[Date Prev][Date Next][Thread Prev][Thread Next][Date Index][Thread Index]

RE: [dvd-discuss] Support for Eldred Vs Ashcroft in Brunner.

> -----Original Message-----
> From: microlenz@earthlink.net [mailto:microlenz@earthlink.net]
> Sent: Saturday, November 03, 2001 2:42 PM
> To: dvd-discuss@eon.law.harvard.edu
> Subject: [dvd-discuss] Support for Eldred Vs Ashcroft in Brunner.
> Read this one...
> "Third, the statutory prohibition on disclosures of trade 
> secrets is of infinite duration rather than "for limited 
> Times." While the limited period of copyright protection
> authorized by the United States Constitution ensures that 
> copyrighted material will eventually pass into the public 
> domain, thereby serving the public interest by increasing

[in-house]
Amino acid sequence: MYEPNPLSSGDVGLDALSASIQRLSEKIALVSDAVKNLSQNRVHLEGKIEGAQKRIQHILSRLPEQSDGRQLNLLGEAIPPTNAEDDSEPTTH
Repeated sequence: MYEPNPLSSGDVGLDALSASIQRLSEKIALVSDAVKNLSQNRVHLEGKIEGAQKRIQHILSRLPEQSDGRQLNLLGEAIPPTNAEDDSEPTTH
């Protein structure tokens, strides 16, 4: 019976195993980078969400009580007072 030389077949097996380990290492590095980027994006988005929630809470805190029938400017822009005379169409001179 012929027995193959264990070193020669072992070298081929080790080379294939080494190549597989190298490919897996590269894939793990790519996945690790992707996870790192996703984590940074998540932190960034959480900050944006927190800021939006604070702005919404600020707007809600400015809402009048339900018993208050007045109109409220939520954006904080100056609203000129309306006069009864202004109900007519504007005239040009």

> its availability to the general public, the UTSA bars 
> disclosure of a trade secret for a potentially infinite 
> period of time, thereby ensuring that the trade secret will 
> never be disclosed to the general public."
> If I read this right. Trade secrets are subordinate to 
> copyright. AN unlimited term for trade secrets  
> contradicts limited terms for copyright. So a subordinate 
> has powers exceeding as superior. Now if that's not a 
> contradiction I don't know what is.

How are trade secrets subordinate?  They are orthagonal
and mutually exclusive.

You can not claim trade secret status if you publish,
and you can not claim copyright if you do not publish.

IOW -- if you publish, you get certain rights protected
for you by the government, but only for a limited time.  
If you do not publish, you get protection for as long
as you (yourself) can manage to protected it.  The one
protection the gov't extends to trade secret is that if
someone who is "in" on the secret w/ the obligation to 
keep it breaks that obligation, they can be prosecuted.

-Richard M. Hartman

186,000 mi./sec ... not just a good idea, it's the LAW!